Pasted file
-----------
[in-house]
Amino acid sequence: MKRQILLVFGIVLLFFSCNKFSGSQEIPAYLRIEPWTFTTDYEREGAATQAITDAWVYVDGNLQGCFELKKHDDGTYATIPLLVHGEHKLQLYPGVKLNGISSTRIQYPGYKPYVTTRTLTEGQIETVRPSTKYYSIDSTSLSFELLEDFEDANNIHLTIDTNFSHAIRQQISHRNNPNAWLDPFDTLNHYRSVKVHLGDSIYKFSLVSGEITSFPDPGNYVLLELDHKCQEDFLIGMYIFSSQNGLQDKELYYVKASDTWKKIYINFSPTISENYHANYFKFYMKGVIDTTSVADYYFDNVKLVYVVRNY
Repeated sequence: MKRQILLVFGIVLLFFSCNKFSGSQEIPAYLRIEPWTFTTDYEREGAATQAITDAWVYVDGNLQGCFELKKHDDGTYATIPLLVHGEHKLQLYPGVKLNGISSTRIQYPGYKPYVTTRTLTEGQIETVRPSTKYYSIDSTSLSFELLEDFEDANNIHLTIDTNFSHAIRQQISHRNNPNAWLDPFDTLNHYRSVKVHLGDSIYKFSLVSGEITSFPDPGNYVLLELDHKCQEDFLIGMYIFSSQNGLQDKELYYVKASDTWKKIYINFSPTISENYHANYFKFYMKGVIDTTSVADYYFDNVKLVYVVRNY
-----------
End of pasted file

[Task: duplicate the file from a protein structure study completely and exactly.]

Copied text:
[in-house]
Amino acid sequence: MKRQILLVFGIVLLFFSCNKFSGSQEIPAYLRIEPWTFTTDYEREGAATQAITDAWVYVDGNLQGCFELKKHDDGTYATIPLLVHGEHKLQLYPGVKLNGISSTRIQYPGYKPYVTTRTLTEGQIETVRPSTKYYSIDSTSLSFELLEDFEDANNIHLTIDTNFSHAIRQQISHRNNPNAWLDPFDTLNHYRSVKVHLGDSIYKFSLVSGEITSFPDPGNYVLLELDHKCQEDFLIGMYIFSSQNGLQDKELYYVKASDTWKKIYINFSPTISENYHANYFKFYMKGVIDTTSVADYYFDNVKLVYVVRNY
Repeated sequence: MKRQILLVFGIVLLFFSCNKFSGSQEIPAYLRIEPWTFTTDYEREGAATQAITDAWVYVDGNLQGCFELKKHDDGTYATIPLLVHGEHKLQLYPGVKLNGISSTRIQYPGYKPYVTTRTLTEGQIETVRPSTKYYSIDSTSLSFELLEDFEDANNIHLTIDTNFSHAIRQQISHRNNPNAWLDPFDTLNHYRSVKVHLGDSIYKFSLVSGEITSFPDPGNYVLLELDHKCQEDFLIGMYIFSSQNGLQDKELYYVKASDTWKKIYINFSPTISENYHANYFKFYMKGVIDTTSVADYYFDNVKLVYVVRNY